Author Topic: Albert Henry Guest, Stourbridge  (Read 4648 times)

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Anonymous

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Albert Henry Guest, Stourbridge
« Reply #10 on: October 07, 2004, 06:51:31 AM »
Dijon-sur-France makes  :!:  no sense at all. What about Double Strength French?
Ivo


Offline Bernard C

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Franglais
« Reply #11 on: October 07, 2004, 07:23:01 AM »
Ivo - it doesn't have to make sense.   Miles Kington did not invent Franglais; he just wrote a book on it and gave it a name!

Bernard C.
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Offline Frank

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Albert Henry Guest, Stourbridge
« Reply #12 on: October 07, 2004, 07:26:33 AM »
Well done Tony.

DSF is Double Superfine mustard. Paradoxically it contains 18% wheat unlike the standard mustard.
Frank A.
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Offline Bernard C

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DSF Mustard
« Reply #13 on: October 07, 2004, 09:15:49 PM »
Well done Tony.

Frank, your findings are extremely interesting and not at all paradoxical.

The use of such a proportion of wheat flour is the principal difference between prepared mustard from the North Buckinghamshire area around Newport Pagnell and Olney and that made in the Norwich region.    These were the two principal mustard growing regions in England during the first half of the 19th century, and the two dominant brands were and still are Taylor's of Newport Pagnell and Colman's of Norwich.

Taylor's mustard is now made in Cheshire.   Some years ago health and safety inspectors condemned Taylor's little factory in Newport Pagnell as not up to regulations.   Steven Taylor spent a considerable sum obtaining plans for upgrading the premises, but on submitting these to the planning authority, found that they were refused because the building was listed as of historic interest!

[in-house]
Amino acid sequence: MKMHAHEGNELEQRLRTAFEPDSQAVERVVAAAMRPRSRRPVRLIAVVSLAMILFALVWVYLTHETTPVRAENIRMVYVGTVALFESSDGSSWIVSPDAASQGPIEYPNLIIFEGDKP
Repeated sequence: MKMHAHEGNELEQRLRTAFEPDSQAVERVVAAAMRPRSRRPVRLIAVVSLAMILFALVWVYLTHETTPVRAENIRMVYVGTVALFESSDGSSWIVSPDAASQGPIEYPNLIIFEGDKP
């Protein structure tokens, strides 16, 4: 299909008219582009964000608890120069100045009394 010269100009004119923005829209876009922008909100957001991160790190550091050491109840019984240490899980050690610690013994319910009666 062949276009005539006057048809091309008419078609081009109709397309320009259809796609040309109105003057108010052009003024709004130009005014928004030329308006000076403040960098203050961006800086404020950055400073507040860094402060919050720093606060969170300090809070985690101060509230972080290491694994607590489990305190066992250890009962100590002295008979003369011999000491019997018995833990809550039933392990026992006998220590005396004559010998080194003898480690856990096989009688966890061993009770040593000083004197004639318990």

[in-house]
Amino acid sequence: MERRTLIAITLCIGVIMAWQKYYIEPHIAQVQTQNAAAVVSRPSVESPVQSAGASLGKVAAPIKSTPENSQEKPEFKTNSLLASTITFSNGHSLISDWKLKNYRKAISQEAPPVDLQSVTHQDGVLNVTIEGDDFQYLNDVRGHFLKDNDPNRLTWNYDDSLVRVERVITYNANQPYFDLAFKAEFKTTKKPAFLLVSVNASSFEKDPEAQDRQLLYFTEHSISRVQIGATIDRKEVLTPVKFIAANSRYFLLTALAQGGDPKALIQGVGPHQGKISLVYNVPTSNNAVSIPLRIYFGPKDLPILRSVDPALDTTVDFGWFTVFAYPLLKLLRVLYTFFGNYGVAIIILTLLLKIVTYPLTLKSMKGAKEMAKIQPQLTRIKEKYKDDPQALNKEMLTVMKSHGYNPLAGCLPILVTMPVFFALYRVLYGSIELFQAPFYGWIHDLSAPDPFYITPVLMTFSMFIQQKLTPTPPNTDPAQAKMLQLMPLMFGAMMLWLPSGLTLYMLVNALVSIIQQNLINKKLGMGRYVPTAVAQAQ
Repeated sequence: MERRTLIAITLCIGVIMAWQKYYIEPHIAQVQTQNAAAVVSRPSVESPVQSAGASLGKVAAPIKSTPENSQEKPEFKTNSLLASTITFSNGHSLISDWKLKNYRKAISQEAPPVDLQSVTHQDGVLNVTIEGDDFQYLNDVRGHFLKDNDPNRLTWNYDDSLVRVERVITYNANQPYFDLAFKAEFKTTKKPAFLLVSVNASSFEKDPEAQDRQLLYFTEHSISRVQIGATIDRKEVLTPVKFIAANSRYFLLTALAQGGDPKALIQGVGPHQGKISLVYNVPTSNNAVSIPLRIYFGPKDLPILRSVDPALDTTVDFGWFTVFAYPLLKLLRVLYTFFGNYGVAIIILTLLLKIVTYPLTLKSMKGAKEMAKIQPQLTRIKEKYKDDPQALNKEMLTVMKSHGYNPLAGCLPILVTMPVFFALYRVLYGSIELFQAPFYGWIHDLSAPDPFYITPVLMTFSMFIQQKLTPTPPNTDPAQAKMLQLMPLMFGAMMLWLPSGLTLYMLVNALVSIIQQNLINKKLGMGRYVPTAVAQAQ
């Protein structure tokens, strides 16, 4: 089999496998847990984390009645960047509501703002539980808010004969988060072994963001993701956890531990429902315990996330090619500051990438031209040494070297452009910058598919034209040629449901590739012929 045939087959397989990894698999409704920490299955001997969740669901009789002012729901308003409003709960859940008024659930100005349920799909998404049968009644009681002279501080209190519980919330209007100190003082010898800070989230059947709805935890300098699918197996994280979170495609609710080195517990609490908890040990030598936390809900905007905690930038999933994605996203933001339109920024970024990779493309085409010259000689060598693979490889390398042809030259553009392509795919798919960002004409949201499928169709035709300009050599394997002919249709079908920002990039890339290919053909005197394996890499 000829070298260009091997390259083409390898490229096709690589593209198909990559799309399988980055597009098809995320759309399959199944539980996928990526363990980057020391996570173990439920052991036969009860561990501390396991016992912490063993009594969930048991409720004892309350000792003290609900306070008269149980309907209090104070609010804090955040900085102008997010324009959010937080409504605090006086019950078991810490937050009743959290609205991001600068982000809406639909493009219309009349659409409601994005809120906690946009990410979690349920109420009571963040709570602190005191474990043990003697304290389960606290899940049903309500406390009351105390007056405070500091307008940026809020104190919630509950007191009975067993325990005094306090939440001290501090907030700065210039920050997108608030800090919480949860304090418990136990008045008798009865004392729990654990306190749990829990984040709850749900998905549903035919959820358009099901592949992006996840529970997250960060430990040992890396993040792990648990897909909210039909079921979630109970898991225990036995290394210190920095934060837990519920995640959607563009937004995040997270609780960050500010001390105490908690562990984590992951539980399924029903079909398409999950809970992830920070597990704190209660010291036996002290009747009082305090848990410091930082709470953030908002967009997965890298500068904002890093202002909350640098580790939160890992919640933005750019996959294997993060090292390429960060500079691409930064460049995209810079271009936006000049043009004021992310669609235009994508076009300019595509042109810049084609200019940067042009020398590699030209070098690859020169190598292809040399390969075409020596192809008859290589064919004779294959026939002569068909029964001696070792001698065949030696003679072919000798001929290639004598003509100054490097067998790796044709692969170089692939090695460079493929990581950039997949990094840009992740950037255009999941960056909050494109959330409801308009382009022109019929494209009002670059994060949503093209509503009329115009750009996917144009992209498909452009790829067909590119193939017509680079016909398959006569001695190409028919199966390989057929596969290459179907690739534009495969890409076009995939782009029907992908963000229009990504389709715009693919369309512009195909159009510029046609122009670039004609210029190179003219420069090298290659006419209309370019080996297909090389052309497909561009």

Mr Taylor told me that he was going to abandon mustard production completely and retire, but eventually teamed up with a specialist manufacturer in Cheshire.   Their main difficulty was the local water, which imparted a rather different flavour to the mustard.   That problem has now been resolved.

I know that Steven Taylor attempted to find a way of eliminating wheat flour from the recipe, at the request of local coeliacs intolerant to wheat flour, but it proved impossible without changing the whole character of the mustard.

So, it seems as if the wheat flour in the North Bucks Double Superfine recipe provides rather more in characterics than just a bulking agent.   My partner, Janet, explained to me that the starch in wheat flour thickens by creating a stronger lattice through which water can still flow but at a reduced rate, rather than by a gelatinisation process typical of many other thickening agents.   You can also appreciate Mr Taylor's probable unwillingness to get involved in unnatural additives.

On a different point, most commercial mustard pots were ceramic rather than glass.   However one of the rarest is a late Victorian amber glass pot made for Taylor's with relief lettering.   I have never even seen one - just the photograph in Blakeman & Smith.   Please would readers let me know if they come across one.

Bernard C.
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Sid

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Patent searches
« Reply #14 on: October 09, 2004, 01:35:20 PM »
My question relates to the patent searches.  How far back does the http:/gb.espacenet.com patent data base go?  For example, can I find the Davidson patent for Pearline which I believe was No. 2641?

Any help would be gratefully received.

Sid

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I use http://gb.espacenet.com/ just prefix number with GB.


Offline Frank

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Albert Henry Guest, Stourbridge
« Reply #15 on: October 09, 2004, 04:25:52 PM »
Goes back to 1920 although some earlier patents do show up from time to time. You have to insert GB first then at 6 or 7 digits, zeros in front of short numbers.
Frank A.
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Offline glassobsessed

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Re: Albert Henry Guest, Stourbridge
« Reply #16 on: July 10, 2010, 04:53:21 PM »


Offline Lustrousstone

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Re: Albert Henry Guest, Stourbridge
« Reply #17 on: July 10, 2010, 04:59:58 PM »


Offline Frank

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Frank A.
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